The win against Toronto pulls the Bulls into sole possession of second place in the Eastern Conference, and gives them a 2-0 lead in the season series against their conference foe.
I feel like I should begin by giving some credit to those who made the trek to the United Center tonight even in what has been one of the worst winter storms we’ve seen in a while. Those in attendance were treated to a bit of a pleasant surprise of a win, as the Bulls came out victorious, 104-97 and improving to 17-12.
The first quarter got off to a very slow start, as the Bulls went down by nine to start the game, and could not slow a scorching Luis Scola, who started the game 6/6 from the field. From there, it was the surprising energy of Aaron Brooks and Bobby Portis that put the Bulls back in this game. Brooks and Portis combined for 17 of the 26 points the Bulls scored in the second quarter, and as the game progressed, Tony Snell provided a surprising burst of energy as well. Snell went on to lead the scoring with 22.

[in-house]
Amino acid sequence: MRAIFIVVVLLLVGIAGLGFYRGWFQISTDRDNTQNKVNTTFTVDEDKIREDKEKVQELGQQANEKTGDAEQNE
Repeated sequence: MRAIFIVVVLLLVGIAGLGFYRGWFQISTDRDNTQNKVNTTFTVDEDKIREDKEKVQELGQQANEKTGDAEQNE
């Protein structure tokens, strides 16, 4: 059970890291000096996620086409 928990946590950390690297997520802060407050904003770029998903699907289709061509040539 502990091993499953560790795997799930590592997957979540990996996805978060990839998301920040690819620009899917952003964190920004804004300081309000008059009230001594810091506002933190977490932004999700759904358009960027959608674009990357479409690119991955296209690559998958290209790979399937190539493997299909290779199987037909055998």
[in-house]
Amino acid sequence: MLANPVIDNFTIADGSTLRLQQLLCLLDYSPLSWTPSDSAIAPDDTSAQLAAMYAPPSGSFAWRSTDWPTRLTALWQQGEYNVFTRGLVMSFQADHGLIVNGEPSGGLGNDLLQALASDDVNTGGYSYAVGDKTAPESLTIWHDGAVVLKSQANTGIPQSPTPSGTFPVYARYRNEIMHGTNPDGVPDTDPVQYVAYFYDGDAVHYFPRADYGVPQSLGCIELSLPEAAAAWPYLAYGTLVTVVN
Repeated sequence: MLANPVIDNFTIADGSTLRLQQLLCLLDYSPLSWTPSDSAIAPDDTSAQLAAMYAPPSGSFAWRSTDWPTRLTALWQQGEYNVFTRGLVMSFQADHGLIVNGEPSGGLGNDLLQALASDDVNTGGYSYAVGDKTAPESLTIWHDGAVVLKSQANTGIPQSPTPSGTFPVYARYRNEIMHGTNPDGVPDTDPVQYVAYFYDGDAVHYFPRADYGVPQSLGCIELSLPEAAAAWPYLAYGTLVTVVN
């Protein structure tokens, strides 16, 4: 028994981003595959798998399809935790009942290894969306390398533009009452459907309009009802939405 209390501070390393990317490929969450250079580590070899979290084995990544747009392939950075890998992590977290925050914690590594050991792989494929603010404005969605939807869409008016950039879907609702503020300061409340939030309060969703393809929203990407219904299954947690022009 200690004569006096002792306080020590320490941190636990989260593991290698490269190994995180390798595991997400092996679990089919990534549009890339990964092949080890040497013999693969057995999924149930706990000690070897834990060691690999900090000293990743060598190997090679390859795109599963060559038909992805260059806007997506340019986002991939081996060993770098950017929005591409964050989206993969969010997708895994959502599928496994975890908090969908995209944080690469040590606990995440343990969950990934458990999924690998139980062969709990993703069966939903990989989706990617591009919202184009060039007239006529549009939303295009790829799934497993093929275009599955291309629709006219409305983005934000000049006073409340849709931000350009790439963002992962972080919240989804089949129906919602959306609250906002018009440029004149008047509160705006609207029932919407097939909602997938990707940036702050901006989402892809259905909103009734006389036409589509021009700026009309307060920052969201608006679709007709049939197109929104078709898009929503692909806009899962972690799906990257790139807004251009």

Is this a return to the “bench mob”? For years, the Bulls were known for a deep bench that could keep them in nearly any game and step up when the starters were off the court or injured, and for possibly the first time this season, we saw them up to their old ways. As mentioned previously, the offense was very much driven by Portis, Brooks, and Snell. This “line,” to borrow a hockey term, won great affection for their play tonight, even earning a nickname: The PBS Line:
If the Bulls were a hockey team, they'd be praising their PBS Telethon line (Portis-Brooks-Snell).
The play of these bench players was especially important, as Jimmy Butler was clearly not his best self. He scored just 5 points against the Raptors and had a +/- of -8 for the night. He’s been on a bit of a rough stretch in that regard, posting a +/- in the positive range just once in his last six games.
Butler is playing like he's just kind of out of gas tonight. 1/6 from the field. Not as active as usual.
Derrick Rose had his second straight excellent game, offering some more encouragement going forward. He finished 7/16 for 20 points and four assists. Two aspects of his night stood out in particular: knocking down 3/5 big three point shots and soundly blocking Kyle Lowry on defense.